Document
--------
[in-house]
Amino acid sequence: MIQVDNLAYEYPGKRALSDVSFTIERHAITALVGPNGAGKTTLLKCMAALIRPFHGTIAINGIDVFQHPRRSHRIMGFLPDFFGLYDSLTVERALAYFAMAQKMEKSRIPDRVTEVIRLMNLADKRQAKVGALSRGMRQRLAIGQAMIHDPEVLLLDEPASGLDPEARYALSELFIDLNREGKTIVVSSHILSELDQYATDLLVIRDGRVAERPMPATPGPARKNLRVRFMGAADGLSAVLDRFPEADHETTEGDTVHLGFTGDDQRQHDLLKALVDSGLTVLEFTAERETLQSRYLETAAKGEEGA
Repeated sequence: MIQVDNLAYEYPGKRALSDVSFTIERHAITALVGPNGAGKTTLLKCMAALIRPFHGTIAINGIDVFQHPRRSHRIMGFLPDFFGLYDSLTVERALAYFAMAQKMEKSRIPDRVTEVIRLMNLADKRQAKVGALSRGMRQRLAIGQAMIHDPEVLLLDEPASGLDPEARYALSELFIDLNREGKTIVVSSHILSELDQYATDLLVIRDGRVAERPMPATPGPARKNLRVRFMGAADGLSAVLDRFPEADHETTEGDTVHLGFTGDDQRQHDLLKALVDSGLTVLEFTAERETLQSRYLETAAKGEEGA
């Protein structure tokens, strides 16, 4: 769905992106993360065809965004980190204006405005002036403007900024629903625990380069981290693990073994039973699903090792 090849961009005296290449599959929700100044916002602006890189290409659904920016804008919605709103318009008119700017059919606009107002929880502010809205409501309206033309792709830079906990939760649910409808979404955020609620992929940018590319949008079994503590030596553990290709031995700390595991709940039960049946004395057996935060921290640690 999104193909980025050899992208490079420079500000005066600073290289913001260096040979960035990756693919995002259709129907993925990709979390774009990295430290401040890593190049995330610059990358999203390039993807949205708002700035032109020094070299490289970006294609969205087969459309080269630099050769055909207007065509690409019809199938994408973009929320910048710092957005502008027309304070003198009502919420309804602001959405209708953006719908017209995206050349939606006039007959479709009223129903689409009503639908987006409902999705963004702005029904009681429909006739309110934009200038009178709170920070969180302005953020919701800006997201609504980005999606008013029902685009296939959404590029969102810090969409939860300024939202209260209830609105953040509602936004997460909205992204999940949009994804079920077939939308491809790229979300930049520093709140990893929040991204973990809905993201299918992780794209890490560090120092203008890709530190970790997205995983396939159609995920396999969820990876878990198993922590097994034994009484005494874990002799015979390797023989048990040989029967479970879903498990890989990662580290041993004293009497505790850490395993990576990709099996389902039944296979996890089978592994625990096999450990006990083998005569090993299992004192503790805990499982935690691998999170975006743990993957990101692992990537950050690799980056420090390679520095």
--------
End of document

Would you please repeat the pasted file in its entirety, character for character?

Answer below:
[in-house]
Amino acid sequence: MIQVDNLAYEYPGKRALSDVSFTIERHAITALVGPNGAGKTTLLKCMAALIRPFHGTIAINGIDVFQHPRRSHRIMGFLPDFFGLYDSLTVERALAYFAMAQKMEKSRIPDRVTEVIRLMNLADKRQAKVGALSRGMRQRLAIGQAMIHDPEVLLLDEPASGLDPEARYALSELFIDLNREGKTIVVSSHILSELDQYATDLLVIRDGRVAERPMPATPGPARKNLRVRFMGAADGLSAVLDRFPEADHETTEGDTVHLGFTGDDQRQHDLLKALVDSGLTVLEFTAERETLQSRYLETAAKGEEGA
Repeated sequence: MIQVDNLAYEYPGKRALSDVSFTIERHAITALVGPNGAGKTTLLKCMAALIRPFHGTIAINGIDVFQHPRRSHRIMGFLPDFFGLYDSLTVERALAYFAMAQKMEKSRIPDRVTEVIRLMNLADKRQAKVGALSRGMRQRLAIGQAMIHDPEVLLLDEPASGLDPEARYALSELFIDLNREGKTIVVSSHILSELDQYATDLLVIRDGRVAERPMPATPGPARKNLRVRFMGAADGLSAVLDRFPEADHETTEGDTVHLGFTGDDQRQHDLLKALVDSGLTVLEFTAERETLQSRYLETAAKGEEGA
């Protein structure tokens, strides 16, 4: 769905992106993360065809965004980190204006405005002036403007900024629903625990380069981290693990073994039973699903090792 090849961009005296290449599959929700100044916002602006890189290409659904920016804008919605709103318009008119700017059919606009107002929880502010809205409501309206033309792709830079906990939760649910409808979404955020609620992929940018590319949008079994503590030596553990290709031995700390595991709940039960049946004395057996935060921290640690 999104193909980025050899992208490079420079500000005066600073290289913001260096040979960035990756693919995002259709129907993925990709979390774009990295430290401040890593190049995330610059990358999203390039993807949205708002700035032109020094070299490289970006294609969205087969459309080269630099050769055909207007065509690409019809199938994408973009929320910048710092957005502008027309304070003198009502919420309804602001959405209708953006719908017209995206050349939606006039007959479709009223129903689409009503639908987006409902999705963004702005029904009681429909006739309110934009200038009178709170920070969180302005953020919701800006997201609504980005999606008013029902685009296939959404590029969102810090969409939860300024939202209260209830609105953040509602936004997460909205992204999940949009994804079920077939939308491809790229979300930049520093709140990893929040991204973990809905993201299918992780794209890490560090120092203008890709530190970790997205995983396939159609995920396999969820990876878990198993922590097994034994009484005494874990002799015979390797023989048990040989029967479970879903498990890989990662580290041993004293009497505790850490395993990576990709099996389902039944296979996890089978592994625990096999450990006990083998005569090993299992004192503790805990499982935690691998999170975006743990993957990101692992990537950050690799980056420090390679520095």